How to set yourself free
"Before I heard Shabnam Virmani, the director of The Kabir Project sing Kabir, I was not even aware that there was something called Kabir music," says Khar-resident Priti Turakhia, recalling the first time she heard the words of the legendary mystic poet, two years ago, in Bangalore.
Inspired by the words of the fifteenth-century saint and drawn in by the music, Priti was soon attending the Kabir festival in different cities, including Pune and Baroda. "I asked Shabnam why a festival like this hadn't been organised in Mumbai, and she replied saying that perhaps Mumbaikars did not have the time. That's when I told her I would do it," says Priti, who had just retired from the family business at the time.
Participants at the workshop that are held at Priti's Khar residence
"I don't think she took me seriously, initially. But a few of us got to work on it and in January of this year, we had the Mumbai Kabir Festival." The festival was well received, says Priti, adding, "We had a week of events leading up to the final event, so that we could spread Kabir's message to the youth."
After the festival, the several folk musicians who participated returned to the various parts of the country that they called home. Keen to continue to spread the poet-saint's message of love and harmony, Priti hit upon the idea of workshops.
"We organise around two workshops in a month. People have responded well," shares Priti, who invites folk musicians to sing Kabir during the sessions that are typically held on a Sunday. The workshops see people across different age groups sing Kabir songs and have animated discussions on the saint-poet.
"Kabir's works are too precious to confine to a three-day festival," says Priti, who invited Prahlad Tipanya, a folk musician from Ujjain to be part of a session in which he would sing as well as teach the songs.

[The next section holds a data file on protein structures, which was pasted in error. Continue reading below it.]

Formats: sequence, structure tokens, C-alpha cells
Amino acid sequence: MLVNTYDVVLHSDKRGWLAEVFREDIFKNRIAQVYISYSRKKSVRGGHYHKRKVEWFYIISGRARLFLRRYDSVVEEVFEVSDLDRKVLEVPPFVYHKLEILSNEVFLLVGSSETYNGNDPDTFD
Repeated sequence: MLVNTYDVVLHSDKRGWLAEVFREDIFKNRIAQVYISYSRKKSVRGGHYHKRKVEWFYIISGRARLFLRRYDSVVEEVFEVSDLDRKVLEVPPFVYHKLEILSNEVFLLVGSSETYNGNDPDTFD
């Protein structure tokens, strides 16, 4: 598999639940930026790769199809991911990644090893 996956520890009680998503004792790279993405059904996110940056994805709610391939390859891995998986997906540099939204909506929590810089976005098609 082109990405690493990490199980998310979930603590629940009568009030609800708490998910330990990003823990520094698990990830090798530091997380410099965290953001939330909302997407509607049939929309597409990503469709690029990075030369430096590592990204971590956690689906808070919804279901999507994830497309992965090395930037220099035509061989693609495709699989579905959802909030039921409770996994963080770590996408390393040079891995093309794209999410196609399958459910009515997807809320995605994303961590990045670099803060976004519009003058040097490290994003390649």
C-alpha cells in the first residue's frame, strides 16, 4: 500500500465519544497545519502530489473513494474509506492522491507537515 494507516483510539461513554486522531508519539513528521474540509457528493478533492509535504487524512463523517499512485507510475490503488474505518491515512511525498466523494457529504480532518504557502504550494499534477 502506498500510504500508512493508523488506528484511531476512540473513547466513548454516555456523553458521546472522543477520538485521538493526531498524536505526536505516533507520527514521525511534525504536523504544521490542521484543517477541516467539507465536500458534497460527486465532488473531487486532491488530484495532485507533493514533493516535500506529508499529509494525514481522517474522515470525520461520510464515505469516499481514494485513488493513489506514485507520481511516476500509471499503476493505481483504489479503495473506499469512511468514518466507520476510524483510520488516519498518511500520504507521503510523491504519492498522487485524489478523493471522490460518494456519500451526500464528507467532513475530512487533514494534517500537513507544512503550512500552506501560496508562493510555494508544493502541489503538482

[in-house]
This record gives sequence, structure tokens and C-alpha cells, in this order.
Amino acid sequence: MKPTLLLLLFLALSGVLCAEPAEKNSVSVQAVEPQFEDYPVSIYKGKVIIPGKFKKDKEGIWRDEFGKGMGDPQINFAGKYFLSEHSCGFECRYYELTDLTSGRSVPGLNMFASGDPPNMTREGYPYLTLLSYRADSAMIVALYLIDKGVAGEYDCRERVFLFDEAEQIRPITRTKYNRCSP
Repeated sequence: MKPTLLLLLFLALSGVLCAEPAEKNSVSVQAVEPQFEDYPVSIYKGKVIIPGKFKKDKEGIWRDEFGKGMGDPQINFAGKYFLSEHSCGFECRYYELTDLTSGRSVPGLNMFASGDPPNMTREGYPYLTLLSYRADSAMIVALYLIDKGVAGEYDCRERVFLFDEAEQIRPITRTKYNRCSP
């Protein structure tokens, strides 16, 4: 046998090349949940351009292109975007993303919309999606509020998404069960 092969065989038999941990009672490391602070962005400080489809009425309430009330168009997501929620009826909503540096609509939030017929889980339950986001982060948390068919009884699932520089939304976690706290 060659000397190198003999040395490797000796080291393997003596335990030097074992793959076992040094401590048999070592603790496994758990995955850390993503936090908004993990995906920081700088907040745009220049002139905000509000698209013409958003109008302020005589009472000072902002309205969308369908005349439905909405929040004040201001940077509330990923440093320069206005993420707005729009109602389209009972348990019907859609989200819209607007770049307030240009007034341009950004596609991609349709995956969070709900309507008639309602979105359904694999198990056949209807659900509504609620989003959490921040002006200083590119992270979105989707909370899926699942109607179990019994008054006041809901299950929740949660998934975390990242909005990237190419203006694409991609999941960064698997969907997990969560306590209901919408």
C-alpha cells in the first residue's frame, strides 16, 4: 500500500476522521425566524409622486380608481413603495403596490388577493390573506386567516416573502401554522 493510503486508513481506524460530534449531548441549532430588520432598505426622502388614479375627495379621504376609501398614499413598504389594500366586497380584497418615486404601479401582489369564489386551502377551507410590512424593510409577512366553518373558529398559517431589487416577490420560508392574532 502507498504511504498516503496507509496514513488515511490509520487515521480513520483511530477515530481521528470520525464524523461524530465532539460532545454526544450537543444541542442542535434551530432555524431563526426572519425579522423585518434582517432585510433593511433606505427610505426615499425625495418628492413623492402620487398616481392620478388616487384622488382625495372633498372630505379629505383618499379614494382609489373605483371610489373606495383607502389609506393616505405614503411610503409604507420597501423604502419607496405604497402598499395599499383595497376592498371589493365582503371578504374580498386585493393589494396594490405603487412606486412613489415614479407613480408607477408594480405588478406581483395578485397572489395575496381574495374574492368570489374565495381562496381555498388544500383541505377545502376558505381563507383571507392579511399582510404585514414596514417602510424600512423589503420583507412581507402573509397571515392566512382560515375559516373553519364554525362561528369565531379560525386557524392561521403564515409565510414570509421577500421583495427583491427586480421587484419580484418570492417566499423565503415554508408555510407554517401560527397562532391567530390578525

"Folk musicians don't get enough exposure and urbanites don't get an opportunity to listen to this kind of music. I wanted to bridge the gap," she says. Priti hopes that more people will invite the folk artistes into their homes, so that more satsangs can be held.
The last session had a presentation put together by Jaya Madhavan, author of Kabir, the Weaver Poet. The session also included a music and dance performance in addition to readings from the book. "The message is delivered by the music beautifully," shares Priti, adding, "It opens you up; changes the way you think. Kabir altered my perception about myself and others."
"Kabir urges us to look inside. He says that all we are looking for outside, is inside us. The best part about Kabir is that his message is simple and easy to relate to," she concludes.
The next workshop will be held on Sunday, November 13; (11 am to 1 pm)
Who was Kabir?
Born to Muslim weavers, the mystic poet lived in Varanasi in Uttar Pradesh around six hundred years ago. Kabir is considered one of the world's greatest poets. His writings were simple and written in colloquial Hindi, so that they could be easily accessible to all.
Most of his writings are in the form of two-line verses called Dohas. Kabir believed in the oneness of the soul and God. He had an important influence on Sikhism and several of his writings are part of the Guru Granth Sahib. The Kabir Panth is a religious community that actively lives by Kabir's philosophy and spreads his message around the world.